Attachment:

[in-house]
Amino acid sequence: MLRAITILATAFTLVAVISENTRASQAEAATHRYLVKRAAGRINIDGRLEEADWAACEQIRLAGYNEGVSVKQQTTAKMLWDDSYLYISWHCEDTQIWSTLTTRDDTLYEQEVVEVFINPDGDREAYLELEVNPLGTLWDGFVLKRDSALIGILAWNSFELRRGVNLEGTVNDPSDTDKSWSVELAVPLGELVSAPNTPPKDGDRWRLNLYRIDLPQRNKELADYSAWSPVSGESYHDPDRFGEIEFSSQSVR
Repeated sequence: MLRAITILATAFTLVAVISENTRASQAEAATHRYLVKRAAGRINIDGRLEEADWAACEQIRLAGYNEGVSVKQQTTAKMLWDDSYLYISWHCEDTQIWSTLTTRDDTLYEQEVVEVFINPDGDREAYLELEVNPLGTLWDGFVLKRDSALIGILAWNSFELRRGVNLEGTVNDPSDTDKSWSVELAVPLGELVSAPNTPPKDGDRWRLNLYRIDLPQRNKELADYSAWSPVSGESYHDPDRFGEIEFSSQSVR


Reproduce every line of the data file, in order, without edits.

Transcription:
[in-house]
Amino acid sequence: MLRAITILATAFTLVAVISENTRASQAEAATHRYLVKRAAGRINIDGRLEEADWAACEQIRLAGYNEGVSVKQQTTAKMLWDDSYLYISWHCEDTQIWSTLTTRDDTLYEQEVVEVFINPDGDREAYLELEVNPLGTLWDGFVLKRDSALIGILAWNSFELRRGVNLEGTVNDPSDTDKSWSVELAVPLGELVSAPNTPPKDGDRWRLNLYRIDLPQRNKELADYSAWSPVSGESYHDPDRFGEIEFSSQSVR
Repeated sequence: MLRAITILATAFTLVAVISENTRASQAEAATHRYLVKRAAGRINIDGRLEEADWAACEQIRLAGYNEGVSVKQQTTAKMLWDDSYLYISWHCEDTQIWSTLTTRDDTLYEQEVVEVFINPDGDREAYLELEVNPLGTLWDGFVLKRDSALIGILAWNSFELRRGVNLEGTVNDPSDTDKSWSVELAVPLGELVSAPNTPPKDGDRWRLNLYRIDLPQRNKELADYSAWSPVSGESYHDPDRFGEIEFSSQSVR